Bright sunlight is reflected on this raven’s shiny black feathers. (Chris Siddle photo)

Bright sunlight is reflected on this raven’s shiny black feathers. (Chris Siddle photo)

Get Outdoors!: Snow sculptures and strange encounters

Part one of two for a segment outdoor enthusiast Roseanne Van Ee’s monthly column

Roseanne Van Ee/Special to The Morning Star

Head up to see the Winter Carnival Snow Sculptures on Silver Star.

Sculpting starts Friday, Feb. 1 and finishes Sunday at 10 a.m. You can vote for People’s Choice ‘until 11 a.m. Depending on the weather, these magnificent sculptures remain standing for one-to-two weeks.

While up there, look for ravens –they’re big and black with pointy tails – especially in the afternoons when they head to the mountaintop to glide and play in the updrafts. Whenever I see ravens playing, it reminds me of one summer when I took the gondola up Whistler and walked over to a ridge. About seven ravens were swooping around having fun. I imitated their caws. Then one came swooping past my shoulder, slightly tipped with big claws stretched out towards me and its beady eye staring. I could hear the whoosh-whoosh of its wings. Yikes! I kept on cawing. Another swooped by again the same way. Oh, oh! Then another. Yikes! I threw my arms overhead, waving them around yelling, “OK, OK, you win. I’m out of here,” as I headed back down the trail. I never played with ravens again.

Ravens are corvids, as are crows, magpies and jays. These medium to large, gregarious, omnivorous, heavy billed, intelligent perching birds have raucous voices rather than melodious songs.

Common Ravens inhabit a wide variety of climatic extremes from arid deserts to soggy rainforests, and from the arctic to mountaintops of the northern hemisphere. Monogamous mated adult ravens remain in the same territory year after year. Ravens are very social but sometimes solitary. They’re great talkers with a complexity of sounds, caws, hoarse kwarks and imitations.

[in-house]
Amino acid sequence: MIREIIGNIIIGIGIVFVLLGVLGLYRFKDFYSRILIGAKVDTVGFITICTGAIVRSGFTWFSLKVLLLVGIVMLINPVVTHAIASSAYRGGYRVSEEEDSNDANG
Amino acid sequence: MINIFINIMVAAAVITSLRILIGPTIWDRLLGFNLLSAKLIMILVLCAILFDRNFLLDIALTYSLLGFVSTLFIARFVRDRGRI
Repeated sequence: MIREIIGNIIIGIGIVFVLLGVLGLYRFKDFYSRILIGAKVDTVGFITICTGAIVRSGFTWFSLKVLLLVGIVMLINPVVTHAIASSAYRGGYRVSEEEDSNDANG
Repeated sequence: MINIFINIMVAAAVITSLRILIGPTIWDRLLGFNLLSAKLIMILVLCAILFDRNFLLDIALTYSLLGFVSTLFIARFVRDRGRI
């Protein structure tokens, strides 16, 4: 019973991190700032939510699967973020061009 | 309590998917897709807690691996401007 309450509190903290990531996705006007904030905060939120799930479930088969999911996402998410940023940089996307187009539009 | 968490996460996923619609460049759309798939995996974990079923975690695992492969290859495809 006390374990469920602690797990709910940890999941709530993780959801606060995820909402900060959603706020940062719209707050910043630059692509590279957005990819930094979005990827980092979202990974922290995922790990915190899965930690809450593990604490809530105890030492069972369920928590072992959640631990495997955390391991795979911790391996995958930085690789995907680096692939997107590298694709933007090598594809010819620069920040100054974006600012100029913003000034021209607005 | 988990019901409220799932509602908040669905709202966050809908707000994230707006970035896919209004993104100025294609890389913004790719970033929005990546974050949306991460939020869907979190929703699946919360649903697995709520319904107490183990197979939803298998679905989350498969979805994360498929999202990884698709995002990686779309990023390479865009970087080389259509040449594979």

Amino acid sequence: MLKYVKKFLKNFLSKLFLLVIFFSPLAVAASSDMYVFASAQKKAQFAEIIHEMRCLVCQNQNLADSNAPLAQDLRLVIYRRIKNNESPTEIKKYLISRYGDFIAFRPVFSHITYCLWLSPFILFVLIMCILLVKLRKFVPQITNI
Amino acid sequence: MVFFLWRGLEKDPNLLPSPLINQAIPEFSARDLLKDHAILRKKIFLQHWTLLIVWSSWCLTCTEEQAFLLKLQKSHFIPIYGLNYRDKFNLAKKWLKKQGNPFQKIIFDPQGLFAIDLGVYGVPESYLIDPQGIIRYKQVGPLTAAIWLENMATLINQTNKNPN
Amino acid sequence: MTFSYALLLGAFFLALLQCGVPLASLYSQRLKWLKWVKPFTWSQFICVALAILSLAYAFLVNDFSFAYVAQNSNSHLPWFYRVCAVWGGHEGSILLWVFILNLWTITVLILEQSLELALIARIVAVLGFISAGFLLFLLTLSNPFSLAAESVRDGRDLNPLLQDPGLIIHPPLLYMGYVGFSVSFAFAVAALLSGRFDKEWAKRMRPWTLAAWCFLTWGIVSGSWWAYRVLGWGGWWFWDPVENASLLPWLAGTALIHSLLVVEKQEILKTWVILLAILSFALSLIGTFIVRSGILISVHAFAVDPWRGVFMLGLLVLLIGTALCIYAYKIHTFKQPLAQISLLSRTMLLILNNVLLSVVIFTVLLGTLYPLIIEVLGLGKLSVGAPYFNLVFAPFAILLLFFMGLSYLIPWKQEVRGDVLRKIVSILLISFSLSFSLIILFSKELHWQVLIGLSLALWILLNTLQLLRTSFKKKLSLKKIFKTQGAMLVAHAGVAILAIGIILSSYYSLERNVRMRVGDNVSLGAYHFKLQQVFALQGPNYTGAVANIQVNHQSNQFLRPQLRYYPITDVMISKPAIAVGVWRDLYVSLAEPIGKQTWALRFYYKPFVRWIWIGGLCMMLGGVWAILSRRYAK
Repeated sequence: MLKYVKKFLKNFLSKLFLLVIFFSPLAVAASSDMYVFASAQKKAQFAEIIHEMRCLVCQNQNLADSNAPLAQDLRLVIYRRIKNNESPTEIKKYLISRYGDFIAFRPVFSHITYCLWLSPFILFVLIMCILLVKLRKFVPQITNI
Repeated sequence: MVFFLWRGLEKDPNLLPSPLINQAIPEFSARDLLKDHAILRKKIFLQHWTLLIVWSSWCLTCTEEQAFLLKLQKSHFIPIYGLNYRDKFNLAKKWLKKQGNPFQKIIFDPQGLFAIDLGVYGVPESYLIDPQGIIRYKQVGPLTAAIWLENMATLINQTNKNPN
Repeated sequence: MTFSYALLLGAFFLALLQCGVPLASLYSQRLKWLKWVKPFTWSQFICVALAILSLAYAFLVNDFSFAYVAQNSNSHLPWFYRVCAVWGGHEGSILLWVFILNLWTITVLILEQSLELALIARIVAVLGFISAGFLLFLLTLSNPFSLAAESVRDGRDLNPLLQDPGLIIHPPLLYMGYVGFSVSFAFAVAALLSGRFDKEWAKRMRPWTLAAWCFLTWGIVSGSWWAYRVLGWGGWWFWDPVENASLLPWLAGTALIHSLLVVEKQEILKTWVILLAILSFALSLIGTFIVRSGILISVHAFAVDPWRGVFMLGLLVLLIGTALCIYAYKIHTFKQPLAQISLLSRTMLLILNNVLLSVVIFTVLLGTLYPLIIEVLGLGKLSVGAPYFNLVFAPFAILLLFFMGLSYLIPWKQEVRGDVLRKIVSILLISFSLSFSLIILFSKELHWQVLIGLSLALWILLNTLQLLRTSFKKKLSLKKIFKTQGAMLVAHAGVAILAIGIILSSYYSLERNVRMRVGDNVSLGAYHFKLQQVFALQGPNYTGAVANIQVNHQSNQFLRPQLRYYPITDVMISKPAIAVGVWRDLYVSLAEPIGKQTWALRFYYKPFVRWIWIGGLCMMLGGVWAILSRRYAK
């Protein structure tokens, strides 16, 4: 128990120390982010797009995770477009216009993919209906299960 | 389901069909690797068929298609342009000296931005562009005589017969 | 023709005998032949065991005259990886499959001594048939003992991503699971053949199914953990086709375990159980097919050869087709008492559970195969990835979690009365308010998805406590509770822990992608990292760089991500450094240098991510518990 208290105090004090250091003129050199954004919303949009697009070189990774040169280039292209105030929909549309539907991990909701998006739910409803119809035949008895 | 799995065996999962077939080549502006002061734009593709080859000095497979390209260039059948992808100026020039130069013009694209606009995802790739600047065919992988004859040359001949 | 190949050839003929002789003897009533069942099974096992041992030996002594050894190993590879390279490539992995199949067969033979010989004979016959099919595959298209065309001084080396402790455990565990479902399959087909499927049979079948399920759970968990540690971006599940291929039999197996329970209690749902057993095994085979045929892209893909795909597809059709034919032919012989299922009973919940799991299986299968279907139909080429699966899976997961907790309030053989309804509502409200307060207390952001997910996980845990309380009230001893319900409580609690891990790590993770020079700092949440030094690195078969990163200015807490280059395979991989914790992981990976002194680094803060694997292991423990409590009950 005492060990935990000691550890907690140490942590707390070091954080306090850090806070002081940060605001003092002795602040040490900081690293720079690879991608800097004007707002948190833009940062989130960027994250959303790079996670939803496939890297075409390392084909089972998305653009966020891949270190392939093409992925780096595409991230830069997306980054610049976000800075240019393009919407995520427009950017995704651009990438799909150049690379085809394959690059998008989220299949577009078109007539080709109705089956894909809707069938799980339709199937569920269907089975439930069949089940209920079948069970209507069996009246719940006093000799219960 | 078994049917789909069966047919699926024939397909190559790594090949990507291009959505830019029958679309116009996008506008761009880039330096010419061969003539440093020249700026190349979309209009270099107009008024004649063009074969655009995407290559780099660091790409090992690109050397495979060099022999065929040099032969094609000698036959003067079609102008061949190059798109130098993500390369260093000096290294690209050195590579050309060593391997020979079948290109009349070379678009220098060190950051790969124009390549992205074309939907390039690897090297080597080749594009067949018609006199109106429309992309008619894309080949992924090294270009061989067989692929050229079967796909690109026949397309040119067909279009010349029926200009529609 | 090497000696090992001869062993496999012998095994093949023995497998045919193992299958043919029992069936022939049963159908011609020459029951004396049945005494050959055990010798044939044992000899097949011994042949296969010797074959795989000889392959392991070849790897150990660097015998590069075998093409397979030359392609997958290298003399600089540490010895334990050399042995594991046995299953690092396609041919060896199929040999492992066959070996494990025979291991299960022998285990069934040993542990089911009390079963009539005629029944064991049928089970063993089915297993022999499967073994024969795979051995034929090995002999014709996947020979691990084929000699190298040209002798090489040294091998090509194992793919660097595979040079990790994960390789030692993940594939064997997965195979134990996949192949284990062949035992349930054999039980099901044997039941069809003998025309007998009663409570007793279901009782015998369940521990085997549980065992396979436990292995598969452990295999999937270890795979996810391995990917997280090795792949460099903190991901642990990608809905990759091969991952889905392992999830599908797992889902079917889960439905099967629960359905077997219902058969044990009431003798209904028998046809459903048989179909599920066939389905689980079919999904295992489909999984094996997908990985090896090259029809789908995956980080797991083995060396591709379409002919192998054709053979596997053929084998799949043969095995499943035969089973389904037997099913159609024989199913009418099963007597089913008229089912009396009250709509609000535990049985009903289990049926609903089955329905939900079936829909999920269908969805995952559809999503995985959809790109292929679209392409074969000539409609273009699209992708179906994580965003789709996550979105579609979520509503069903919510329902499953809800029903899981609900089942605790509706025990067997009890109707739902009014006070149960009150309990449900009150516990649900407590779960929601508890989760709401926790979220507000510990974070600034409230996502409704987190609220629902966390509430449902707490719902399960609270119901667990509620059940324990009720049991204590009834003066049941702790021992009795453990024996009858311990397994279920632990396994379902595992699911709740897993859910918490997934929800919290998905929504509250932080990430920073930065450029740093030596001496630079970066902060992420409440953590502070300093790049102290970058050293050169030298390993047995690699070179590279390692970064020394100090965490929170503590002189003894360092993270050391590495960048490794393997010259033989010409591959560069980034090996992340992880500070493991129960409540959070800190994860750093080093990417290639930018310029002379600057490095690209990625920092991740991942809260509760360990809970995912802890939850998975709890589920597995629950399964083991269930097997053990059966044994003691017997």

One sunny spring day as I was cross-country skiing, I heard water dripping. I later discovered it was a raven. Another time I was all excited to hear the distinctive “hook-hook” of a Pygmy Owl in the trees right beside Silver Star’s parking lot. It was just a raven. What was its motive? To stir up us inquisitive naturalists?

Ravens often feed off humans from garbage dumps, camps, hunters, road kills, etc. They figure out the rhythms of peoples activities. You can often spot ravens gathering at the main parking lots at Silver Star after a summer or winter ski day scrounging for food. The word “ravenous” is related. Years ago I watched a raven fly off with a pancake from the old saloon deck to land with it on a nearby school bus. Moments later the bus started up and off flew the raven. I wonder if that bus driver ever saw the pancake stuck to its roof and thought, “What the heck?”

So enjoy watching the ravens antics while you’re up there. They put on a good show.

Watch for Part 2 of Strange Encounters, which will be printed in March’s Get Outdoors column.

Roseanne enthusiastically shares her knowledge of the outdoors to help readers experience and enjoy nature. Discover exciting and adventurous natural events, best trails, and wild places. Follow her on Facebook for more.


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